The Promise of Security

By Peter Coffee  |  Posted 2003-01-20 Print this article Print

As the U.S. government nears opening day for the Homeland Security Department, eWEEK Labs examines corporate users' security concerns and vendors' changing perceptions.

As the U.S. government nears opening day for the Homeland Security Department, IT buyers and users may wonder how the landscape of computer and network security will be changed by the governments actions—as well as by continuing development of attackers methods and security vendors innovations.

The previously separate worlds of public safety and foreign intelligence are converging on the evening news. The result appears in high-profile law enforcement actions, such as the investigation of Ptech Inc., of Quincy, Mass., late last year. It also appears in the invasive (and for IT vendors, potentially lucrative) information processing demands of laws such as the tortuously named USA PATRIOT Act, whose moniker abbreviates "Uniting and Strengthening America by Providing Appropriate Tools Required to Intercept and Obstruct Terrorism."

Private-sector IT managers are justifiably concerned about the impact of these intrusive new rules, especially when combined with the Beltways business-as-usual faction fighting—which threatens to impede the March 1 startup of the Department of Homeland Security due to struggles over whose people get which top jobs.

In this report, eWeek Labs examines corporate users security perceptions and concerns and explores IT vendors changing perception of the problems to be solved and their planned responses in corresponding products and services.

The international scope of the Internet greatly complicates the challenge of government response. "I write a virus in South America, I use a zombie in Japan, I attack targets in the U.S.," hypothesized Vincent Weafer, senior director of Symantec Security Response at Symantec Corp., in Santa Monica, Calif. "Its hard enough to write a law thats not obsolete 2 minutes later, without the complication of normalizing laws across the various countries."

Brian Kelly, CEO at private security intelligence company iDefense Inc., in Chantilly, Va., suggested that governments can enable security by permitting or aiding international efforts but that they cant produce it or even define it in law. "The government should provide some leadership and guidance, not get caught up in a lot of unnecessary legislation," Kelly said. "That leads to auditors, bureaucracy, that I believe will ultimately be counterproductive."

Nor is this just a case of security vendors protecting their own competitive arena. Enterprise users with whom eWeek Labs spoke were equally leery of government-directed computer security efforts.

"With the government trying to limit encryption technology exports and so on, they seem to be more of a hindrance than help," said Ed Benincasa, director of MIS at FN Manufacturing Inc., in Columbia, S.C., and an eWeek Corporate Partner. "Many companies such as ourselves are multinational, and country lines begin to blur. Technology is also being developed in many other countries—limits may put a damper on U.S. competitiveness."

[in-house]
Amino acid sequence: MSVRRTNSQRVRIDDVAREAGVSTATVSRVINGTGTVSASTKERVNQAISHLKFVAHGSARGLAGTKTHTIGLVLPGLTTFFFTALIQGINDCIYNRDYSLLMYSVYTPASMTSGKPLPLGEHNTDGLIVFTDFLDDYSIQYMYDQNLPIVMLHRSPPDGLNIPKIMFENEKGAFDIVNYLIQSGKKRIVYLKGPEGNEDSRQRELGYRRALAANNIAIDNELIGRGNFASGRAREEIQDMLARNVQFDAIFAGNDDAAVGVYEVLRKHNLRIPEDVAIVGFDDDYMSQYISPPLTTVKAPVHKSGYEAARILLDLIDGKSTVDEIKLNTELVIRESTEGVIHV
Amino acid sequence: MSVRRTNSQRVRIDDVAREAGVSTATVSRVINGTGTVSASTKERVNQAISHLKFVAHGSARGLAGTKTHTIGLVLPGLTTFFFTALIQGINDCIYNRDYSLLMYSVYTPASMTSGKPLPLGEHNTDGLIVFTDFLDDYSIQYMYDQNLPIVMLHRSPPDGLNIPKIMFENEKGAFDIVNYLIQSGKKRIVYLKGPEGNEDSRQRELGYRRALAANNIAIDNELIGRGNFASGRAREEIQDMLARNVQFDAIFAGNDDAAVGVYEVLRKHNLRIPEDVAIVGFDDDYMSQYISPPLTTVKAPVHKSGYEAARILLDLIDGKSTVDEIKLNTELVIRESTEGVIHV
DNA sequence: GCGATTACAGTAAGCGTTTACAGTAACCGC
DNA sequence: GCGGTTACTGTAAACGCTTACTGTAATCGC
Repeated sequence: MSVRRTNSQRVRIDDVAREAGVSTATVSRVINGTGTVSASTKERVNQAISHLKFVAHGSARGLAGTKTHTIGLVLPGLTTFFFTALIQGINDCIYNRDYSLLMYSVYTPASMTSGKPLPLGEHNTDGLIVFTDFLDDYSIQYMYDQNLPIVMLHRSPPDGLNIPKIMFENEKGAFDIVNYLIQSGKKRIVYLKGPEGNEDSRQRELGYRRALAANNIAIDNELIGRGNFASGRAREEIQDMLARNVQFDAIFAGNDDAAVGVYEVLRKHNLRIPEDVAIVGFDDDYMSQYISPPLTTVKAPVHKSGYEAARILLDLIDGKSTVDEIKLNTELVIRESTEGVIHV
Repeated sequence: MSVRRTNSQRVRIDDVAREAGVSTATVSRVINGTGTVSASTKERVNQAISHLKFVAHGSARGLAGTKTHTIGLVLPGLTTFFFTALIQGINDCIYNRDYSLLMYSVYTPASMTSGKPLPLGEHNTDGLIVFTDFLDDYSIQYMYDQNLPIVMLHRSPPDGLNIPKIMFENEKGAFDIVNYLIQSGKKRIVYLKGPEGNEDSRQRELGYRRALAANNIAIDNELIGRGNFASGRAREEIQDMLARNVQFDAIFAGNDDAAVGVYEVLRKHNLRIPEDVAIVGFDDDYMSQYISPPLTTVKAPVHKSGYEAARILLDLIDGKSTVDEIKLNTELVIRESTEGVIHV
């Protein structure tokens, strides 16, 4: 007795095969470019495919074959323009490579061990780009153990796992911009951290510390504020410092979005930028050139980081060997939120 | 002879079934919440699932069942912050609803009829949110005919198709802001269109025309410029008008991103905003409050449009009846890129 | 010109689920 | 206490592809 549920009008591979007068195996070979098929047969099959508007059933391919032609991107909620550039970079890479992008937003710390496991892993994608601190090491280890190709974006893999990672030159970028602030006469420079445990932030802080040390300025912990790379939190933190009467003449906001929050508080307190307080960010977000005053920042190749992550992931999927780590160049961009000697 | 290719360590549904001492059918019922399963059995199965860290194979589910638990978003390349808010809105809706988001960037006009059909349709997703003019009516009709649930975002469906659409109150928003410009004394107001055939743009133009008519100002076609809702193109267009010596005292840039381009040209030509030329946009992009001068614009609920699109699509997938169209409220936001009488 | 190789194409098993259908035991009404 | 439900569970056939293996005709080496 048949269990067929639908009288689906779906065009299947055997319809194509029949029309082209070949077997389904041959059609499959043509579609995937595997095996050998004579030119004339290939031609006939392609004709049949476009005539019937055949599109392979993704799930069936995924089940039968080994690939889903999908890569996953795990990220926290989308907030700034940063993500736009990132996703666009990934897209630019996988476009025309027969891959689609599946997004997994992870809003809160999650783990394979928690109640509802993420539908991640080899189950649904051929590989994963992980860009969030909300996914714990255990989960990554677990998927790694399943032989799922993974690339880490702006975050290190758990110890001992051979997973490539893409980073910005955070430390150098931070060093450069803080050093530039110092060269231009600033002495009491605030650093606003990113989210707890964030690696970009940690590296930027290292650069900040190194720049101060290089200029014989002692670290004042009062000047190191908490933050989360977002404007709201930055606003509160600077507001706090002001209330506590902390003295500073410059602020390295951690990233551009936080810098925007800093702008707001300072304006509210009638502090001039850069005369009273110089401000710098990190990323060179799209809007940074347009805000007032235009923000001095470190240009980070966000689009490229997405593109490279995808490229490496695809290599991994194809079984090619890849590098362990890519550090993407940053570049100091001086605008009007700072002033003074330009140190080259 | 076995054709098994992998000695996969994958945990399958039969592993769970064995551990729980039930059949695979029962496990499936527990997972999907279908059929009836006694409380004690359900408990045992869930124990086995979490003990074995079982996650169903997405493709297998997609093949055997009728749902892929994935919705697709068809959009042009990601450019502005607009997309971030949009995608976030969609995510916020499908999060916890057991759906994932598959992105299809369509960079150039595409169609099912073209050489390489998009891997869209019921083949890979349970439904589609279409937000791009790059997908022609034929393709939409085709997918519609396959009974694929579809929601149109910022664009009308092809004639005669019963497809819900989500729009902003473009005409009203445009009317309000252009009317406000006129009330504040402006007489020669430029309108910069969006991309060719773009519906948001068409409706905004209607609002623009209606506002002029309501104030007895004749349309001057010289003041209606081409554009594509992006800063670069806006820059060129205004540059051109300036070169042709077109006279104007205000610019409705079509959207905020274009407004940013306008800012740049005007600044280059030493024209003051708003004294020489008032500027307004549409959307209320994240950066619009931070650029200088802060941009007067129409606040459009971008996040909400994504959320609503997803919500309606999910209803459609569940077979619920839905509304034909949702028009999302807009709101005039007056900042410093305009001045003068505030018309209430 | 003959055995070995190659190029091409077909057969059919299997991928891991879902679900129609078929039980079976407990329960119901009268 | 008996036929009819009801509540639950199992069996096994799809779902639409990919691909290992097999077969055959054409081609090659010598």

Michael Schwedhelm, senior vice president and CIO at United Labor Bank, in Oakland, Calif., and also an eWeek Corporate Partner, doesnt see the necessary cultural fit between the dynamic security environment and the responsiveness of legislators and regulators.

"I feel more comfortable and confident about centralized private and semi-private organizations like CERT, SANS and BugTraq," Schwedhelm said.

Symantecs Weafer downplayed the need for government anti-terrorism agencies to focus on cyber-warfare. "Its not 9/11 but 9/18—that was the key date," he said about the Nimda outbreak just one week after the World Trade Center and Pentagon terrorist attacks. "Dont waste a lot of time wondering whos going to attack. Most of the attacks use the same techniques."

But the government does have one credible role, and thats in enforcement.

"It used to be that auditors came in once a quarter, did what they had to do and went away; IT got ready for that visit, entertained them and then got back to work," said Steve Artick, vice president at Pedestal Software Inc., in Newton, Mass. "Now theres a lot more interaction and a much higher management interest in assuring that operations take place in a secure manner because [the Health Insurance Portability and Accounting Act] hits people with massive penalties if they dont comply with regulations."

This increased interaction and accountability make the cost justification for security tools more concrete than former speculation about potential threats or failures.

Peter Coffee is Director of Platform Research at, where he serves as a liaison with the developer community to define the opportunity and clarify developers' technical requirements on the company's evolving Apex Platform. Peter previously spent 18 years with eWEEK (formerly PC Week), the national news magazine of enterprise technology practice, where he reviewed software development tools and methods and wrote regular columns on emerging technologies and professional community issues.Before he began writing full-time in 1989, Peter spent eleven years in technical and management positions at Exxon and The Aerospace Corporation, including management of the latter company's first desktop computing planning team and applied research in applications of artificial intelligence techniques. He holds an engineering degree from MIT and an MBA from Pepperdine University, he has held teaching appointments in computer science, business analytics and information systems management at Pepperdine, UCLA, and Chapman College.

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